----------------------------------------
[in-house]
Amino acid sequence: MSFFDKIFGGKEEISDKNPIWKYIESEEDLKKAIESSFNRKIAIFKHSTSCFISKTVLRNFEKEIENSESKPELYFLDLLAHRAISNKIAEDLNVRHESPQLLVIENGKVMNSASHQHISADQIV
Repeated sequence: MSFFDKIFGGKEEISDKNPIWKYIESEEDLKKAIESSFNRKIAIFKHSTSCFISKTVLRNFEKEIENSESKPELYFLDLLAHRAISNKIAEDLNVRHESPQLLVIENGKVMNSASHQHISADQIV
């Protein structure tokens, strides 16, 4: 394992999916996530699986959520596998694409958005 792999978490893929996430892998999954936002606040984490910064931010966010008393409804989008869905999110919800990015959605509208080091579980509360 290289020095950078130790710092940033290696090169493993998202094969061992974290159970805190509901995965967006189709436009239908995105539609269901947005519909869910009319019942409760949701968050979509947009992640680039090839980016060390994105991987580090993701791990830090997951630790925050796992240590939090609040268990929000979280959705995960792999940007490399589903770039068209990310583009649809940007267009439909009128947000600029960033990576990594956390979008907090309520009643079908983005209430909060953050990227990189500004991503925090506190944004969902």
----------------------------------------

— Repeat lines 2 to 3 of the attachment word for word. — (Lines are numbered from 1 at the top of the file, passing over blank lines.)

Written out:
Amino acid sequence: MSFFDKIFGGKEEISDKNPIWKYIESEEDLKKAIESSFNRKIAIFKHSTSCFISKTVLRNFEKEIENSESKPELYFLDLLAHRAISNKIAEDLNVRHESPQLLVIENGKVMNSASHQHISADQIV
Repeated sequence: MSFFDKIFGGKEEISDKNPIWKYIESEEDLKKAIESSFNRKIAIFKHSTSCFISKTVLRNFEKEIENSESKPELYFLDLLAHRAISNKIAEDLNVRHESPQLLVIENGKVMNSASHQHISADQIV